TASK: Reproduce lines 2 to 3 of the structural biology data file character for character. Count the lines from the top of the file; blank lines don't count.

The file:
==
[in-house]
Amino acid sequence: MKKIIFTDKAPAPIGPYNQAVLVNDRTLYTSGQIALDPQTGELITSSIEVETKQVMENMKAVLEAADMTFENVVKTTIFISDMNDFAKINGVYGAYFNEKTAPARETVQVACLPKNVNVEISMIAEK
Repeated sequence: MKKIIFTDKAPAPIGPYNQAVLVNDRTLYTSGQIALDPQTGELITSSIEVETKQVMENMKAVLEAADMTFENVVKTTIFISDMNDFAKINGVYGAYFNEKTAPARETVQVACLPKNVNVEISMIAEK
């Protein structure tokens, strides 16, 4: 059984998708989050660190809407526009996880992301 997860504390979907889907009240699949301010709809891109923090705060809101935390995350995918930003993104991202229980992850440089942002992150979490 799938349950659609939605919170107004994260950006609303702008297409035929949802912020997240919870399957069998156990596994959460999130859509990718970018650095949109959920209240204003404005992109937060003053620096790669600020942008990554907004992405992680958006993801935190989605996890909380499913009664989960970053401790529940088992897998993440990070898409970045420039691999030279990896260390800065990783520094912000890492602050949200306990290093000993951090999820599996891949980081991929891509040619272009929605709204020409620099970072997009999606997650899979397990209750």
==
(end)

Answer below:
Amino acid sequence: MKKIIFTDKAPAPIGPYNQAVLVNDRTLYTSGQIALDPQTGELITSSIEVETKQVMENMKAVLEAADMTFENVVKTTIFISDMNDFAKINGVYGAYFNEKTAPARETVQVACLPKNVNVEISMIAEK
Repeated sequence: MKKIIFTDKAPAPIGPYNQAVLVNDRTLYTSGQIALDPQTGELITSSIEVETKQVMENMKAVLEAADMTFENVVKTTIFISDMNDFAKINGVYGAYFNEKTAPARETVQVACLPKNVNVEISMIAEK